Earth contains a finite supply of fossil fuels –- the big three being oil, coal and natural gas. And although we know it's finite, we don't really know how long they will last.
Experts attempt to measure how many fossil fuels are left by what's called proven reserves, fuels in the ground that haven't been brought out yet, but could be. And that number, while admittedly slippery to nail down, hasn’t significantly declined over time, as one might expect.
According to the 2010 International Energy Outlook, “as of Jan. 1, 2010, proved world oil reserves, as reported by the Oil & Gas Journal, were estimated at 1,354 billion barrels—12 billion barrels (about 1 percent) higher than the estimate for 2009.”
Wait: How could this happen? The global economy guzzles over 80 million barrels of oil a day, and yet the amount of fuel left in the ground goes up?
The trick here is the term "proved (or proven) reserves." Remember, those figures refer to reservoirs of oil, coal seams, and natural gas deposits that companies are sure they can make a profit from, if they could bring them up using current extraction technologies.
Plenty of deposits around the world aren't accessible, or simply wouldn't be profitable to drill or mine. Take the many oil formations lying under a mile of water at the bottom of the Gulf of Mexico, for example. Until a few years ago, giant oil rigs like the Deepwater Horizon didn't exist, and so all of those oil fields were effectively off limits. They may as well have been on the moon, so they simply didn't go on the ledger as "proved" reserves.
Some reserves are just plain deceiving, like the major Gulf oil field called Thunder Horse that's currently vastly under-performing estimates.
And as for coal and natural gas (and tar sands, for that matter), if you can't get it out of the ground, or can't make money doing it, it doesn't matter how much is down there.
That said, drilling, mining and refining technologies are evolving with lightning-quick speed. So the idea of a proven reserve becomes time-dependent based on how quickly the technology can be developed to bring it into our homes or gas tanks.
In an effort to keep up with this moving target, the U.S. Energy Information Administration (EIA) publishes the International Energy Outlook every year, a detailed analysis of available energy resources from nonrenewable oil to biofuels around the world.
“We don’t believe that proven reserves alone are an appropriate measure for judging total resource availability in the long run,” Linda Doman, an international forecasting expert with the EIA said. “For example, despite continued production, global reserves haven’t declined historically (because of) exploration, discovery and reserve replacement.”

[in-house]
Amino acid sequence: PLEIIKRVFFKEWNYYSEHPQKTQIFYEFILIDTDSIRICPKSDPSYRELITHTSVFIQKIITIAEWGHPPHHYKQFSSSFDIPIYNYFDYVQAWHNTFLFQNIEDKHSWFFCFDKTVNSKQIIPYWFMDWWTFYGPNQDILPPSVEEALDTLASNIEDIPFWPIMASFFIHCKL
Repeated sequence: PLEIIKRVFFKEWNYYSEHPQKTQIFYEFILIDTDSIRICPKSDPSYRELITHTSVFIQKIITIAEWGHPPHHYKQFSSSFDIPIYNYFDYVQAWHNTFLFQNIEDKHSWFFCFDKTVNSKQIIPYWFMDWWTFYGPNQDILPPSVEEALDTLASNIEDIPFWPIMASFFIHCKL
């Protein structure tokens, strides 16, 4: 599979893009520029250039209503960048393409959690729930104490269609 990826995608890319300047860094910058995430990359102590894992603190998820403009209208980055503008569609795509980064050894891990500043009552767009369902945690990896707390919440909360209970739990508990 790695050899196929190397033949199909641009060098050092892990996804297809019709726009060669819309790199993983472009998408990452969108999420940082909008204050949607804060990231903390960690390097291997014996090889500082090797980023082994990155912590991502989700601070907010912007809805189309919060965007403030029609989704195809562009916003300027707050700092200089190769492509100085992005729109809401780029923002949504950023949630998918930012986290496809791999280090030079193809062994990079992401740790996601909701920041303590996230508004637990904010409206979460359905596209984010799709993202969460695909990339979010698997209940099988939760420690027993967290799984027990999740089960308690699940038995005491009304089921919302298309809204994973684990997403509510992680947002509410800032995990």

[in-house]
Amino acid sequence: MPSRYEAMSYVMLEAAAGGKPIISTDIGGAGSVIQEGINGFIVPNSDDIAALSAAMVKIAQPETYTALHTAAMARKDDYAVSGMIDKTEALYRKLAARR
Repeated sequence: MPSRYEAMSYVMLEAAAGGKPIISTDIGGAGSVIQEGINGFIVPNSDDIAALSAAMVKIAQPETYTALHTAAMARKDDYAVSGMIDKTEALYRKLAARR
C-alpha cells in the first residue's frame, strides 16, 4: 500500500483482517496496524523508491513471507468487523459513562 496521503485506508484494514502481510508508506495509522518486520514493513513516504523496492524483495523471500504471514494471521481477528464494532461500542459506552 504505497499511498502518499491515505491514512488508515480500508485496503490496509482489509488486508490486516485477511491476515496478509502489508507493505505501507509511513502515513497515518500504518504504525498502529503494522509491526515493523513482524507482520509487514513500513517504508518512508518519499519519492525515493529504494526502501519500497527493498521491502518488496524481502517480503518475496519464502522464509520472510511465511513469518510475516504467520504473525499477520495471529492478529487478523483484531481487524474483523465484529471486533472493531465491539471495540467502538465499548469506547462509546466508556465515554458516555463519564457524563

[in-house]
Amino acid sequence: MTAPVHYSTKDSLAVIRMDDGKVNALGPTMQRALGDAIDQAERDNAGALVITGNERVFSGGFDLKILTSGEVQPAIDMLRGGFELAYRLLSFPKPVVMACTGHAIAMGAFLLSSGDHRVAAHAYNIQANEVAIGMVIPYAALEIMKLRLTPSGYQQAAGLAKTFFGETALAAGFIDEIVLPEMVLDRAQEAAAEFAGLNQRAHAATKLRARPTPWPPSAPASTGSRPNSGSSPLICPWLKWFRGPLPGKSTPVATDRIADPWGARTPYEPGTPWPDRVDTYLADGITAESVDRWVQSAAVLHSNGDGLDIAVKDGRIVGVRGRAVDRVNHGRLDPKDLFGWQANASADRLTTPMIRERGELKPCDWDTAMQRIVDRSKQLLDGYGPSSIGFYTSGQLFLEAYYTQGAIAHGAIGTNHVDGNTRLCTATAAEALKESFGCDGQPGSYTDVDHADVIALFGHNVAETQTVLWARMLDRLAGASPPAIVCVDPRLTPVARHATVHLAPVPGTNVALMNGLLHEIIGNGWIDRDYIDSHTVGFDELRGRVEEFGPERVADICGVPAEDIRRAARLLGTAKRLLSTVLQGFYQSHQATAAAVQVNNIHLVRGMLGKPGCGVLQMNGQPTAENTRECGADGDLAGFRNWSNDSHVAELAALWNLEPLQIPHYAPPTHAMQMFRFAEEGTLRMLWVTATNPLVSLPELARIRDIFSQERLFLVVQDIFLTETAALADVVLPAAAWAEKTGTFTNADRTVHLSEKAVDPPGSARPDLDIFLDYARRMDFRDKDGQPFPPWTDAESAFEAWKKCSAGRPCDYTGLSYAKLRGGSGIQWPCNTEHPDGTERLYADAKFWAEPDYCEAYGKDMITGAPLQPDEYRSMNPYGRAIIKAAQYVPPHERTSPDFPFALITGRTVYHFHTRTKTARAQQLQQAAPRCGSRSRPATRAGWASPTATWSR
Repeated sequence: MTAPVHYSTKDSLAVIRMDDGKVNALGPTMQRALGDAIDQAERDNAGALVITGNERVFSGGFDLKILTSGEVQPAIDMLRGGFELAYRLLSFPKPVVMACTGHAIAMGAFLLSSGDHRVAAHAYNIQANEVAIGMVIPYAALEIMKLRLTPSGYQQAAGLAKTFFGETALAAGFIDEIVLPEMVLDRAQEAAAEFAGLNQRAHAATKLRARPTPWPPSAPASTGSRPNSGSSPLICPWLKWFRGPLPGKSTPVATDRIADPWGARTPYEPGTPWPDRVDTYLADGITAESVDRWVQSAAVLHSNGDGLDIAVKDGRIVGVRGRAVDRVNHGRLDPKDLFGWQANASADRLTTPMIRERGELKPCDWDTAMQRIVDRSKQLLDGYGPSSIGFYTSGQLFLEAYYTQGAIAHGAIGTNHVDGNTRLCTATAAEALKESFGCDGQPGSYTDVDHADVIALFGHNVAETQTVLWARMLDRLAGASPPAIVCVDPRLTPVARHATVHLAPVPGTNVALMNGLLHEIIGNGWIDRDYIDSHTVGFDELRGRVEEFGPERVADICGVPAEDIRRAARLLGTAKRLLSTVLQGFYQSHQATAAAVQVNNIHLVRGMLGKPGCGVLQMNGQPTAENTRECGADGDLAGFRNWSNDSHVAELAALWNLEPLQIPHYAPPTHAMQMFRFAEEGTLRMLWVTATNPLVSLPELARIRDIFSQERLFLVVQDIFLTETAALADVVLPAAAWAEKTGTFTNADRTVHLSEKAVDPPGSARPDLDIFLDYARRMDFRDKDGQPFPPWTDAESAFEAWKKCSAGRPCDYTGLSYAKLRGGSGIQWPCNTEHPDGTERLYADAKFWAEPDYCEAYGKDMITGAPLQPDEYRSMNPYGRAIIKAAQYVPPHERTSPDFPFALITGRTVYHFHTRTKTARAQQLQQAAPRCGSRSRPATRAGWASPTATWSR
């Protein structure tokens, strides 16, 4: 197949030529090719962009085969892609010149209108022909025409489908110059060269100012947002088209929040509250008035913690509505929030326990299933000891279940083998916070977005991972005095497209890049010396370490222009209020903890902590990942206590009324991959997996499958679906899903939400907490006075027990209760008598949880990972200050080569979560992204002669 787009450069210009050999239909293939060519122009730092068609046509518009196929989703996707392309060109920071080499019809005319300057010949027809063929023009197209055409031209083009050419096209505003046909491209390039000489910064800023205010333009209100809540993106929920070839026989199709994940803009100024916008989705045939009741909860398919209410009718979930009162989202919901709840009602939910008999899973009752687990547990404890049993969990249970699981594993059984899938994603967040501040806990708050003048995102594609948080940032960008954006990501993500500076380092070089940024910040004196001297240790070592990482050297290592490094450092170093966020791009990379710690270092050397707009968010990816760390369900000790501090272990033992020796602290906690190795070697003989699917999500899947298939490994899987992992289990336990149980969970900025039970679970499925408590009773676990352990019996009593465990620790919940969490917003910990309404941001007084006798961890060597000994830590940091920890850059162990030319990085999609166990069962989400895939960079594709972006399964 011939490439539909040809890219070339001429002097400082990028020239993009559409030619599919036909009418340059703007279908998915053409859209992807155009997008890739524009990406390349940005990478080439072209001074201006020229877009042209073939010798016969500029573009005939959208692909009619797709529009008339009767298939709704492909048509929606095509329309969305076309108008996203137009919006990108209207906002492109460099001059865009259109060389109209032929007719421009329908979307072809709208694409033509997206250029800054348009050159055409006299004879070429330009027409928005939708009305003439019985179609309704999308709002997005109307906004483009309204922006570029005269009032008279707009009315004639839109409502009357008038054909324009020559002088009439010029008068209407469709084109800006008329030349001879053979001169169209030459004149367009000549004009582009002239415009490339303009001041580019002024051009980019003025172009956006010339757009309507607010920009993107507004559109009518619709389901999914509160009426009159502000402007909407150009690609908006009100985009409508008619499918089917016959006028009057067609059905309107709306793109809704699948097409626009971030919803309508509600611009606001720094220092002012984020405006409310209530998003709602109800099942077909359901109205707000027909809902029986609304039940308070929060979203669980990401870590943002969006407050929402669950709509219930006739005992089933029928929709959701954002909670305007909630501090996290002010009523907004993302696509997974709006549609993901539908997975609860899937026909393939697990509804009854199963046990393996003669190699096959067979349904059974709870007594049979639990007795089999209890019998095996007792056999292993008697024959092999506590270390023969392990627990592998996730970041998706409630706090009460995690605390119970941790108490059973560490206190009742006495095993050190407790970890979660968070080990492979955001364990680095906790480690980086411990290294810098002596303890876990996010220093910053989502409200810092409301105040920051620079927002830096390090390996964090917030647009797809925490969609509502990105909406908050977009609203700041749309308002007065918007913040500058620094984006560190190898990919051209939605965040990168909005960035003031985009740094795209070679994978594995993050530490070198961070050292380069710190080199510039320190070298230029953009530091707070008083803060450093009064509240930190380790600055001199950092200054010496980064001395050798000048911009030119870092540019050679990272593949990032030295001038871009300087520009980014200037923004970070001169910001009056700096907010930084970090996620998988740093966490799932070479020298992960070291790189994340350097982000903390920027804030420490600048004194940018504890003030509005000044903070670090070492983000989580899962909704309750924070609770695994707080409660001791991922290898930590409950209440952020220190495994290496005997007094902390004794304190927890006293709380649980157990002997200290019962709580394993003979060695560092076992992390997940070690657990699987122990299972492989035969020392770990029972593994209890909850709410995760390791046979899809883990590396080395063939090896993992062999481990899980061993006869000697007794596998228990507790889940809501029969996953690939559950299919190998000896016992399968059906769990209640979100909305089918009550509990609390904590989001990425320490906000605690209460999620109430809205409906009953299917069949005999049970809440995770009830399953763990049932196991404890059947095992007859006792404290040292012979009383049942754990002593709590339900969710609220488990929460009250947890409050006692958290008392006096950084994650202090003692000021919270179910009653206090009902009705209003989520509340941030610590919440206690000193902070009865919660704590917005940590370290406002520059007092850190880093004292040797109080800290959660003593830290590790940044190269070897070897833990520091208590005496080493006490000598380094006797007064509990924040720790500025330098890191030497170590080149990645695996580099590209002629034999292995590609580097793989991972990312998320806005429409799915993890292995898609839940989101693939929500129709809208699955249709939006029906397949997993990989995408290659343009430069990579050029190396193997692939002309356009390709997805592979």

In other words, analysts extrapolate as much as they think they can into the future to determine what new sources of fuel may come online somewhere down the road.
From an environmental standpoint, all that raw data on the unrecovered barrels of crude oil, Btu of coal (a measure of heat content) or other fossil fuel metrics are pretty abstract. What matters is demand, and whether that demand will drive more production, which will in turn spur more exploration and more proven reserves, in the short term at least.
The International Energy Outlook expects a nearly 50 percent jump in global energy demand by 2035. During that same period, renewable energy is slated to increase to 14 percent from 10 percent of global supply.
“While that (renewable energy) growth is not insignificant, it does imply that renewables will still account for a lower share of the world’s energy mix than oil, natural gas and coal,” Doman told Discovery News.
Meaning that coal, oil and gas will be able to meet demand as companies continue to ramp up production.
But the EIA's perspective has met with staunch criticism; energy experts have looked at the history of coal production, for example, to show that reserves have a habit of declining a lot faster from their peak than people think. Data from the EIA tend to suggest that peak oil production is comfortably far off, but that may not be the case, since it's often not possible to tell what a reserve actually can offer up in terms of supply.
Nevertheless, government agencies such as the U.S. Geological Survey (USGS), seek out undiscovered, technically recoverable fossil fuel resources in the meantime that have the potential for mining and production but haven’t been tapped yet.
“Because the Earth is far from fully explored, our understanding of the geologic occurrence of fossil fuel is incomplete, and changes over time as we learn more about the Earth’s geology. Further, the geologic occurrence of fossil fuels isn’t necessarily an indication of a resource that can realistically contribute to the energy supply,” said Brenda Pierce, program coordinator of USGS Energy Resources Program.
If the USGS identifies a previously undiscovered coal bed, as Pierce explains, it might be too thin to be properly mined, or lagging technology could hinder production of resources.
“Thus, what constitutes a resource changes over time,” Pierce said, adding, “The key point here is to recognize the distinction between the geological occurrence of fossil fuels, and the complex synergy of technological, environmental, social, economic and political factors that, when considered along with geologic occurrence, collectively give rise to energy supply.”
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